The popularity of social networking system Facebook has been put to use to benefit the whole community (rather than just used for stalking ex-partners), by the New Zealand police force.
A burgler in a local establishment was overheating in the small room which held the safe, so he took his mask off. When the surveillance cameras captured an image of his face, the police turned to Facebook:
“The offender was identified after a movie and images of him were displayed on Facebook. He was identified from members of the public viewing him on Facebook and also seeing him on TV after the Facebook images were displayed on the news,”
Although it will be unlikely to replace the Dark Knight any time soon, the use of the online community to catch a thief raises an interesting question: where does online privacy begin/end? Although the argument could be made that in this instance it was for the greater good, couldn’t an individual argue that removing photos of themselves in leopard print underwear was for the greater good? Google has been improving their algorithm to index more pages, so perhaps what was once online obscurity will now be in the vision of anyone searching for information about you.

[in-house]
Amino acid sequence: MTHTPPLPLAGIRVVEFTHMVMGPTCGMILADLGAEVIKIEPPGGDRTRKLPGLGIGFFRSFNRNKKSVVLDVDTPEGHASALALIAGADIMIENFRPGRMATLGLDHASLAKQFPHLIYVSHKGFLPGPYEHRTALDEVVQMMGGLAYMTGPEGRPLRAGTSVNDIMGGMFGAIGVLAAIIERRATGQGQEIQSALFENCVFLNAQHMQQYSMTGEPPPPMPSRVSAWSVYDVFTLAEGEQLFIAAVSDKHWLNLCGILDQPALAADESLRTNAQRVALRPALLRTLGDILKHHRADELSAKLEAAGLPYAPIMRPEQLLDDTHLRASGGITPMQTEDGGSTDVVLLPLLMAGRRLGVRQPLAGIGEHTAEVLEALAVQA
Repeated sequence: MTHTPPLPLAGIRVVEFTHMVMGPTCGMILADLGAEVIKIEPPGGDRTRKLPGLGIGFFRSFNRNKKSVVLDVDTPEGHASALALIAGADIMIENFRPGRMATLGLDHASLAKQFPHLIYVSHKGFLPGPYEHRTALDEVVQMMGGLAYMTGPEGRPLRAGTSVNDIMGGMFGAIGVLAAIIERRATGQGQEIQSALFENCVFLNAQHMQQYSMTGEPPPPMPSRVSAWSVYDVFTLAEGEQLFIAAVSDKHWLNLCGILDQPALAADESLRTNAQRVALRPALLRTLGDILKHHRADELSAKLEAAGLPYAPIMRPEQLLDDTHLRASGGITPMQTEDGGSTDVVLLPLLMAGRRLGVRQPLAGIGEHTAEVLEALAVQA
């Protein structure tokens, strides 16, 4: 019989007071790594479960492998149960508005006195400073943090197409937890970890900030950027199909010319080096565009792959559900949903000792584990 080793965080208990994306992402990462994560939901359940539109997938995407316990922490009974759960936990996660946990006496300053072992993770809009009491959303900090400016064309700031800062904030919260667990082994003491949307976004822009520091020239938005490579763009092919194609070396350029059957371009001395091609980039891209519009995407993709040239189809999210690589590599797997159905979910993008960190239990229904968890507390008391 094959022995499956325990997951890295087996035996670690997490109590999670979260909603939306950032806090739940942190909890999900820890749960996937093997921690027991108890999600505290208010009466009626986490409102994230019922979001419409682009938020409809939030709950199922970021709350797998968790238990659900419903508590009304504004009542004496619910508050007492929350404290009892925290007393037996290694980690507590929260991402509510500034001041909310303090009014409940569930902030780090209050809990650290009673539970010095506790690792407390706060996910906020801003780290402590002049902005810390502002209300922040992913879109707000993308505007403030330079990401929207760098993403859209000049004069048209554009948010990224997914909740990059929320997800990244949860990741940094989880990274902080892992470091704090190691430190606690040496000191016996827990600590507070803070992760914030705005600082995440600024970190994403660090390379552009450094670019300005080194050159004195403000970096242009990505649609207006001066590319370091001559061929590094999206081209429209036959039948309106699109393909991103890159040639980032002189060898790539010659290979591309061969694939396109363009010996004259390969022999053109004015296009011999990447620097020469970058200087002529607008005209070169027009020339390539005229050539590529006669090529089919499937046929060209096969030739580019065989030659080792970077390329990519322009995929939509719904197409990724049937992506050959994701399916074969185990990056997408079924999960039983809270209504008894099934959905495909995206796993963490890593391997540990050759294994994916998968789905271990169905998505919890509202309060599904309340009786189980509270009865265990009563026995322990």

For more information about the New Zealand police Facebook tracking, please look here
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